Color Me Perplexed
by Nikki Grimes
It’s 2010, but you’d never know it. I’m just back from ALA and I’m still hearing librarians say things like “I love your work! I only wish I had more African American students so that I could use your books.”
I wish I could tell you that such comments are rare. Sadly, they are all too common, and my question is why? What makes a librarian, or teacher, or a parent for that matter, assume that a book is inappropriate, or of diminished value to a child simply because the character on the cover is of a different race?
Let us, for a moment, follow the line of logic that says one should not share literature by and about people of a certain color with children who are of a different color. According to that logic, I would have to suggest schools with predominantly non-white student populations skip Charlotte’s Web, Bridge to Terabithia, The Chronicles of Narnia, and Old Yeller for starters. Forget Alice in Wonderland. Tom Sawyer is debatable. Diary of Ann Frank? I don’t think so. As for adult literature, let’s just say Shakespeare’s readership just shrunk significantly.
Are you gasping yet? Have the words “ridiculous” and “absurd” popped into your mind? I certainly hope so. And yet, the act of an educator who limits the use of books featuring characters of color is no less egregious, and his or her reasons no less absurd. The single most important question we should ask when considering a book for our classroom or library shelves is, is the book any good?
Forget about color. M.C. Higgins the Great, by Virginia Hamilton, is a great book. Esperanza Rising, by Pam Munoz Ryan, is a rich story. Night Garden, by Janet Wong, is for all dreamers. Code Talker, by Joseph Bruchac, has a message for everyone. Everett Anderson’s Goodbye, by Lucille Clifton, would warm the heart of any reader.
A good book is a good book, is a good book. Period.
Students of every race should be exposed to the good work of Julius Lester, Walter Dean Myers, Tonya Bolden, Lucille Clifton, Angela Johnson, Patricia C. and Frederick McKissack, and Christopher Paul Curtis. Gary Soto, Pam Munoz Ryan and Tony Medina should be names they recognize. Naomi Shihab Nye should be a staple in their classroom collections, as should Joseph Bruchac and Linda Sue Park. The list of worthy authors of color, creating books of substance for young readers, is a long one. Their good books—our good books—should be sprinkled among all the others.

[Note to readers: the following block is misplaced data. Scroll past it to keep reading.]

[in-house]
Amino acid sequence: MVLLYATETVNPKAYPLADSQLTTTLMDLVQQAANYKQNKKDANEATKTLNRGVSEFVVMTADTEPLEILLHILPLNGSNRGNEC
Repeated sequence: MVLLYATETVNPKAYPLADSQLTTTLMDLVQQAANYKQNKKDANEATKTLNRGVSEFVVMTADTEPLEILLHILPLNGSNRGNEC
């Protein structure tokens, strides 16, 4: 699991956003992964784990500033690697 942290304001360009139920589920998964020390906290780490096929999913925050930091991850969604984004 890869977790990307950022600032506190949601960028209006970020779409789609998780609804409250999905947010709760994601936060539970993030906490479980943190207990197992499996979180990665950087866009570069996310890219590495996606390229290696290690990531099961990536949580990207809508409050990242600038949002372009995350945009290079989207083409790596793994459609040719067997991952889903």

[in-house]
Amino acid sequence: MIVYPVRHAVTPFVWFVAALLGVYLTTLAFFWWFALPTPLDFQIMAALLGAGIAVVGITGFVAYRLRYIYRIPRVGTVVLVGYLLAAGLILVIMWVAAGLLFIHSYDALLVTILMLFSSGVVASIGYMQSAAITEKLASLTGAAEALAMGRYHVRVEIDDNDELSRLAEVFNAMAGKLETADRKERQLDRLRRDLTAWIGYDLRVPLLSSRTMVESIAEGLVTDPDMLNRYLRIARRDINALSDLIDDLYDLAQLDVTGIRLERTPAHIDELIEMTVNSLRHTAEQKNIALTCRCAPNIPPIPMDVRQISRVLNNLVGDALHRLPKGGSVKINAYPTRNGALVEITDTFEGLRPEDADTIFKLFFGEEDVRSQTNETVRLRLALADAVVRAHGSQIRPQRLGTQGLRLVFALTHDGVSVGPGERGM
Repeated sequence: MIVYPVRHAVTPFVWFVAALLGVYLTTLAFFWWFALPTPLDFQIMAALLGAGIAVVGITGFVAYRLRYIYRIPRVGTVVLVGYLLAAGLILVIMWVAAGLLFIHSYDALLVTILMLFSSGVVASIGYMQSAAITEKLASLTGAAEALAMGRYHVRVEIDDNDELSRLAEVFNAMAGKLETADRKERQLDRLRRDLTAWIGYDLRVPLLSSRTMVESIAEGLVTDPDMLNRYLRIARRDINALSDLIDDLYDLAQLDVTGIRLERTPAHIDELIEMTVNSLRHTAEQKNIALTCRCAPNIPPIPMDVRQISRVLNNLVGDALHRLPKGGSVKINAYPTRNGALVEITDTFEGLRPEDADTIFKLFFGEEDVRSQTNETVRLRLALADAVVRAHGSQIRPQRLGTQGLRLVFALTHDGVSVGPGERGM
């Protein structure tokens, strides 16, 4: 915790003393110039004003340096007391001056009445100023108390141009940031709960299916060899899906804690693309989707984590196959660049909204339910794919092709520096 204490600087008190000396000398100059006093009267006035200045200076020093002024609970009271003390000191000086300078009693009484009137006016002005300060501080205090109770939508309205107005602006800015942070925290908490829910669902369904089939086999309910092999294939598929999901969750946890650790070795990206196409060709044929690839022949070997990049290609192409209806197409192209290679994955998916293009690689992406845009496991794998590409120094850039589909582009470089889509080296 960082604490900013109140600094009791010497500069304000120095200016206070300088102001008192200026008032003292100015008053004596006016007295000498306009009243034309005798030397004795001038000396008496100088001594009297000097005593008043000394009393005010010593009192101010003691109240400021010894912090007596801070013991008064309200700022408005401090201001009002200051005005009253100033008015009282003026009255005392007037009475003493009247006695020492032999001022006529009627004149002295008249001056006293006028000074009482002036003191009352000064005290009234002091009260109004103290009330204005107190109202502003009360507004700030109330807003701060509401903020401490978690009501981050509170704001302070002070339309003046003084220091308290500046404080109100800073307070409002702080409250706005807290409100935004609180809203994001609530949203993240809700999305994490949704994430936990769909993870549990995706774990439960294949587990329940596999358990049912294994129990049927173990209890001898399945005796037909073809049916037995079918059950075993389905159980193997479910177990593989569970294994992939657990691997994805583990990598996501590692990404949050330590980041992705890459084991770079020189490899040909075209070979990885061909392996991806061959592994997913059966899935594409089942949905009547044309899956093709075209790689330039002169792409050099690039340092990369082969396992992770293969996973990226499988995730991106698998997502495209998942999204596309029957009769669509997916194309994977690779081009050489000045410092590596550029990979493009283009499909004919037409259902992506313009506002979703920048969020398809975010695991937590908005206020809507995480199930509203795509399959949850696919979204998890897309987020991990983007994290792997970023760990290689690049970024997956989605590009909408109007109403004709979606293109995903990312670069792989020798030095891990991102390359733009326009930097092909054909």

Obviously, a book featuring a character of color (Black, Hispanic, Asian, Native American—fill in the blank) will be especially appealing to a child of that race. However, his or her interests are not—and should not—be limited to those books. The very same can be said of children who are Caucasian. I dare say, my fan base is quite diverse, and I receive letters from at least as many white readers as black. That being true, might I suggest that the problem lies not with the young reader, but with the adults in his life who wrongly assume that their charges will not be interested in a book based on the race of its chief protagonist.
Earlier in my career, I gave a reading at a bookstore during a Story Hour event. A child in the audience came forward afterwards to handle some of my books. She was especially fond of Meet Danitra Brown, and asked her mother to buy it for her. Her mother, however, did all she could to persuade her daughter to choose another of my books, C is For City, one with a cover featuring a multicultural cast of characters. I watched helplessly as this mother snatched Meet Danitra Brown out of her child’s hand while the child screamed bloody murder. It was one of the saddest displays of racism I’ve ever witnessed. You can be certain I’ll never forget it.
We are all aware that we live in a multicultural society. Many, though not all of us, would like to create a future society in which our citizens engage more peacefully with one another, without regard for race, color, or creed. Art and literature, deftly employed, can help us achieve that end.
When you give a child a book featuring people of a culture other than his own, he is able to learn about that culture in the least threatening way possible. When you hand him a book that shows that we are more alike than we are different, you are planting seeds for a society in which the next generation is able to, in the words of Martin Luther King Jr, judge one another by the content of each person’s character, rather than by the color of his skin. We say that’s what we want. Of course, if that isn’t what you want, then by all means continue to withhold literature featuring people of color from children who are not. Just don’t expect the world to change. It won’t.